No you do not. Most provinces (fiefs) within the Empire were fiefs of the German, Italian, or Burgunidan king, which, from the early eleventh century was the same person. Only a few places were fiefs directly of the Emperor. I was merely stating that by the end of the Middle Ages, only the German royal title mattered, for most of Italy and much of Burgundy was no longer attached to the Empire. Most of the Low Countries was part of Germany. Srnec 00:08, 27 June 2006 (UTC)

They couldn't have been part of "Germany" as it did not exist.They were part of the Holy Roman Empire:
Most of the Empire's rulers and subjects were Germans. All of the Emperors were staunch Catholics. However, many of its most important noble families and appointed officials came from outside the German-speaking communities. At the height of the empire it contained most of the territory of today's Germany, Austria, Switzerland, Liechtenstein, Belgium, the Netherlands, Luxembourg, Czech Republic and Slovenia, as well as eastern France, northern and part of central Italy, western Poland and western Croatia. Its languages thus comprised not only German and its many dialects and derivatives, but many Slavic languages and the languages which became modern French, Dutch and Italian.
Its division into territories ruled by numerous secular and ecclesiastical princes, prelates, counts, imperial knights, and free cities made it, in the early modern period at least, far less cohesive than the emerging modern states around it.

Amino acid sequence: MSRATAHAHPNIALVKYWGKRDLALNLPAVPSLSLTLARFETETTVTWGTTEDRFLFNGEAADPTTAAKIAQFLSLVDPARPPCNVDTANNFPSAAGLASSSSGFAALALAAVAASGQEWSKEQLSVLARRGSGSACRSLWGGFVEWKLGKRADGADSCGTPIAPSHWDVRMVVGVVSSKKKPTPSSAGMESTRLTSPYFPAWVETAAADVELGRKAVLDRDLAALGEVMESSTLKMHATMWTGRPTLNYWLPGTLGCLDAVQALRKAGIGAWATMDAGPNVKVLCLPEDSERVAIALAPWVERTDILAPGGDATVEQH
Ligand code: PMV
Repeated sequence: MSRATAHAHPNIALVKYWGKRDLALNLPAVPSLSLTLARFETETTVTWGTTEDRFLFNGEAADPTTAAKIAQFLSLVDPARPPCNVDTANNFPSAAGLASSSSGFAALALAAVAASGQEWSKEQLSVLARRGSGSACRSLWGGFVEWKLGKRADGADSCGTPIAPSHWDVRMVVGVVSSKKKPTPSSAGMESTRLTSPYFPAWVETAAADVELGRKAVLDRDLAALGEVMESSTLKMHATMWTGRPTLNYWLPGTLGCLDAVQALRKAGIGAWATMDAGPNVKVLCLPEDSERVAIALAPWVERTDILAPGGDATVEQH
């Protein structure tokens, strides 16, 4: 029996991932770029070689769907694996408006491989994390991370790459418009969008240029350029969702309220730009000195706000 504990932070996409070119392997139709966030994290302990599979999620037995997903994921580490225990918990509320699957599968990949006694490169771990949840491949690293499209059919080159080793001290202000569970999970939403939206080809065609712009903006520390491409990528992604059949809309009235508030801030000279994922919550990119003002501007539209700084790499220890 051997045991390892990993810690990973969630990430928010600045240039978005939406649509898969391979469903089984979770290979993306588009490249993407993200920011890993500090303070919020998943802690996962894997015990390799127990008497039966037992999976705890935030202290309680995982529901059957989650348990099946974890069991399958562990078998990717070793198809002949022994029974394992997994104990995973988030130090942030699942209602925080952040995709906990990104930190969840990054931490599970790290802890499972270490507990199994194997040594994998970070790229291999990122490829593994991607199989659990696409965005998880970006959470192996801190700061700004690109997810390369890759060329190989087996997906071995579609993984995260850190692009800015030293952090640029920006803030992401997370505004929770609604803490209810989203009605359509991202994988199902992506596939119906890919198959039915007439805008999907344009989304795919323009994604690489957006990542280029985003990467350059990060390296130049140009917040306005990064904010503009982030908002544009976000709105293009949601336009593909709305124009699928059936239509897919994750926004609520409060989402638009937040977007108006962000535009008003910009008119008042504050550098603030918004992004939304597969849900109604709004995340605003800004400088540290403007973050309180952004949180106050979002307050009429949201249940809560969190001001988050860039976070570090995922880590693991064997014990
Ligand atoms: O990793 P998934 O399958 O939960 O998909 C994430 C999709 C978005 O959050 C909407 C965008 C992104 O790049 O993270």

For most of its existence, the Holy Roman Empire was more akin to a confederation of sovereign states than a state in and of itself.

Rex 10:02, 27 June 2006 (UTC)

Germany was a constituent kingdom of the Holy Roman Empire. This couldn't be more clear. Everything else you say has little bearing on the debate. It was "far less cohesive than the emerging modern states around it," but it this is past the time period under discussion. It was definitely a state during the Middle Ages, in any sense of the word that matters for that period. I have never equated Germany and the Empire. Go to the articles History of Germany and Holy Roman Empire of the German Nation and acquaint yourself with some relevant historical fact. Srnec 03:17, 28 June 2006 (UTC)